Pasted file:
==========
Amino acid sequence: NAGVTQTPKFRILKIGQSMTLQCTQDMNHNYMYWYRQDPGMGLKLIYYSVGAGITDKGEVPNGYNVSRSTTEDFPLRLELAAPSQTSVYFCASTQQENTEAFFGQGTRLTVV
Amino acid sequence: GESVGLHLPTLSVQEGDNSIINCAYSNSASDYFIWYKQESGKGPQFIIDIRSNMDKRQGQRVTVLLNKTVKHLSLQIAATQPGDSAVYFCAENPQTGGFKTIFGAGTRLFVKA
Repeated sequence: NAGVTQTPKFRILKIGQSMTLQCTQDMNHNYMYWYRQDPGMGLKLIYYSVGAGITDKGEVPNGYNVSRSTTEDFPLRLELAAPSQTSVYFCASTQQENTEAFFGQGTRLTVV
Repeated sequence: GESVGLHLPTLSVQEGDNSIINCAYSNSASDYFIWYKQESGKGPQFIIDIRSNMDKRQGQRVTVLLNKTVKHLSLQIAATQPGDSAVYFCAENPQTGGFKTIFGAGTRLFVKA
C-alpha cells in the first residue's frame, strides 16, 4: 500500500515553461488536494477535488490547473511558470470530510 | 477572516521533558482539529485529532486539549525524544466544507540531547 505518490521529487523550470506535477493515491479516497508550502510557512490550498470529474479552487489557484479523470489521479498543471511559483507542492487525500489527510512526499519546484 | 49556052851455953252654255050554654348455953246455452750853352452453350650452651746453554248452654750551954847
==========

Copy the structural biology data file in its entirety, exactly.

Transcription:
Amino acid sequence: NAGVTQTPKFRILKIGQSMTLQCTQDMNHNYMYWYRQDPGMGLKLIYYSVGAGITDKGEVPNGYNVSRSTTEDFPLRLELAAPSQTSVYFCASTQQENTEAFFGQGTRLTVV
Amino acid sequence: GESVGLHLPTLSVQEGDNSIINCAYSNSASDYFIWYKQESGKGPQFIIDIRSNMDKRQGQRVTVLLNKTVKHLSLQIAATQPGDSAVYFCAENPQTGGFKTIFGAGTRLFVKA
Repeated sequence: NAGVTQTPKFRILKIGQSMTLQCTQDMNHNYMYWYRQDPGMGLKLIYYSVGAGITDKGEVPNGYNVSRSTTEDFPLRLELAAPSQTSVYFCASTQQENTEAFFGQGTRLTVV
Repeated sequence: GESVGLHLPTLSVQEGDNSIINCAYSNSASDYFIWYKQESGKGPQFIIDIRSNMDKRQGQRVTVLLNKTVKHLSLQIAATQPGDSAVYFCAENPQTGGFKTIFGAGTRLFVKA
C-alpha cells in the first residue's frame, strides 16, 4: 500500500515553461488536494477535488490547473511558470470530510 | 477572516521533558482539529485529532486539549525524544466544507540531547 505518490521529487523550470506535477493515491479516497508550502510557512490550498470529474479552487489557484479523470489521479498543471511559483507542492487525500489527510512526499519546484 | 49556052851455953252654255050554654348455953246455452750853352452453350650452651746453554248452654750551954847